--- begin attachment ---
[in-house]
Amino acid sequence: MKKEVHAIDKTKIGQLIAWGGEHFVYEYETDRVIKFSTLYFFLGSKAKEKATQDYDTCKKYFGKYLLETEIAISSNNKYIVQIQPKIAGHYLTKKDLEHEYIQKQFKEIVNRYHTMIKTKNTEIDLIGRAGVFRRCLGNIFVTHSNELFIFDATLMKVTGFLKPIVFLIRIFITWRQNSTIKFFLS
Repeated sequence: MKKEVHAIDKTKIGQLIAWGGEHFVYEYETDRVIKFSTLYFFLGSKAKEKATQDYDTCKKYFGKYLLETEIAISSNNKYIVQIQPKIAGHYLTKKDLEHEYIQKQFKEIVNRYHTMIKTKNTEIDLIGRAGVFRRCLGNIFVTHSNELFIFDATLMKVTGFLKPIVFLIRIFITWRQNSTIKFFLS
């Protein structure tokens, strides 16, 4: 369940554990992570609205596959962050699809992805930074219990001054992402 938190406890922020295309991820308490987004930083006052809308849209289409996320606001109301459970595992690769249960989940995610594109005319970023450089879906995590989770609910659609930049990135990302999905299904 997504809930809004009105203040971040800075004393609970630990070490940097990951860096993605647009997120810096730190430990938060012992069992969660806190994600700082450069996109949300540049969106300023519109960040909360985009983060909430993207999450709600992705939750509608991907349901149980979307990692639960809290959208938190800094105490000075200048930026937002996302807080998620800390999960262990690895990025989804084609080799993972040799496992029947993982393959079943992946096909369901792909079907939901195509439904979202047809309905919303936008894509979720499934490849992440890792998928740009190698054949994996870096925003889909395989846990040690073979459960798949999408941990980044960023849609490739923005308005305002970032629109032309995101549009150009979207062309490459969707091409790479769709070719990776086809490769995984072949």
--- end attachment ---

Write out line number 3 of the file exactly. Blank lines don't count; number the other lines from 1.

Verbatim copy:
Repeated sequence: MKKEVHAIDKTKIGQLIAWGGEHFVYEYETDRVIKFSTLYFFLGSKAKEKATQDYDTCKKYFGKYLLETEIAISSNNKYIVQIQPKIAGHYLTKKDLEHEYIQKQFKEIVNRYHTMIKTKNTEIDLIGRAGVFRRCLGNIFVTHSNELFIFDATLMKVTGFLKPIVFLIRIFITWRQNSTIKFFLS